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Reviews

BookBrowse Review

BookBrowse

The memoir is bookended by the author's recounting of a recurring dream. Of this dream and a particularly vivid and traumatic memory from childhood, she writes, "What matters is the transformative power of metaphor and the stories we tell ourselves about the arc and meaning of our lives." For a writer especially, metaphor is a powerful tool. But Memorial Drive offers insight and instruction for anyone who has experienced trauma. The memories, dreams and other ephemera that haunt us may ultimately prove key to finding meaning and hope (or perhaps just the ability to put one foot in front of the other) in our darkest hours...continued

Full Review (810 words).

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(Reviewed by Lisa Butts).

Media Reviews

Time
Fixating on her mother’s past as well as her own, Trethewey constructs a moving reflection on racism, abuse and trauma.

Boston Herald
Trethewey, a former U.S. poet laureate, sketches a portrait of her mother’s life in the South as she considers the enduring influence of her love as well as the vicious effects of domestic violence, racism and sudden loss.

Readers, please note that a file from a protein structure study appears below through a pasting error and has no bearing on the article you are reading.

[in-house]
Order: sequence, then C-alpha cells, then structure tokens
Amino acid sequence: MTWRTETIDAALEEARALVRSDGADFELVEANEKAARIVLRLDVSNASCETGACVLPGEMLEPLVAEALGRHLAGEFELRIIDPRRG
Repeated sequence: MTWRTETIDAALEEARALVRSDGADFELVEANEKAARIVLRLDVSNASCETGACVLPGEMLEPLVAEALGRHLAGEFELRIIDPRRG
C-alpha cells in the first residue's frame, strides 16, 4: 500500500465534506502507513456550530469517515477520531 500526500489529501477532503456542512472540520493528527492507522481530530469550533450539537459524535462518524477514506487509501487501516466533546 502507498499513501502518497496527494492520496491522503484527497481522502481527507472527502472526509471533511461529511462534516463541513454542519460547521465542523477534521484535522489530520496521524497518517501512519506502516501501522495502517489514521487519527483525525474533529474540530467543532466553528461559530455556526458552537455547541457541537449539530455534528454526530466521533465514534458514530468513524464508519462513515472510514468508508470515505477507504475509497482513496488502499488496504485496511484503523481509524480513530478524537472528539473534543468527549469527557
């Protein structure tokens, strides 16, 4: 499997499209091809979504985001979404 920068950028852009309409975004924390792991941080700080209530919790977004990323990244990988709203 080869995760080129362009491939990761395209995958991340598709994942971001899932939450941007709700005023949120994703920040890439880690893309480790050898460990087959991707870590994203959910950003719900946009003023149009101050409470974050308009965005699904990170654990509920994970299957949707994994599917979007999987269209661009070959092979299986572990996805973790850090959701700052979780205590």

New York Times
This is a book with a slow, steady build. This is restraint in service to release....Even though you intuit what is coming, the moment you learn of Gwendolyn’s death is as stunning as the moment when Anna Magnani is shot in the street in Roberto Rossellini’s Rome, Open City.

Washington Post
Trethewey excavates her mother’s life, transforming her from tragic victim to luminous human being...This is a political book. It is the story of a woman cut down in her prime, about a sick man who imposed his control and had his way, about the larger story of power in America.

Esquire
Stunning . . . The work confronts the brutal murder of her mother, committed at the hands of her second husband, as well as the searing, unique pain of growing up, as Trethewey writes, a 'child of miscegenation.'

Los Angeles Review of Books
A breakthrough book that artfully balances prose and lyricism as it guides us through unspeakable trauma. . . . A deep examination of memory, race, and racism, subjects that fuel her renowned poetry collections

Publishers Weekly
[B]eautifully composed, [and] achingly sad...This profound story of the horrors of domestic abuse and a daughter's eternal love for her mother will linger long after the book's last page is turned.

Kirkus Reviews
[A] graceful, moving memoir...Delicate prose distinguishes a narrative of tragedy and grief.

Library Journal (starred review)
Through spare prose and vivid imagery, the author presents a narrative of a trauma survivor's need to remember a past that, for 30 years, lapsed into the mind's shadows. A moving, heartbreaking memoir about a traumatic event and the path to healing.

Author Blurb Mary Karr, author of The Liars' Club, Cherry, and Lit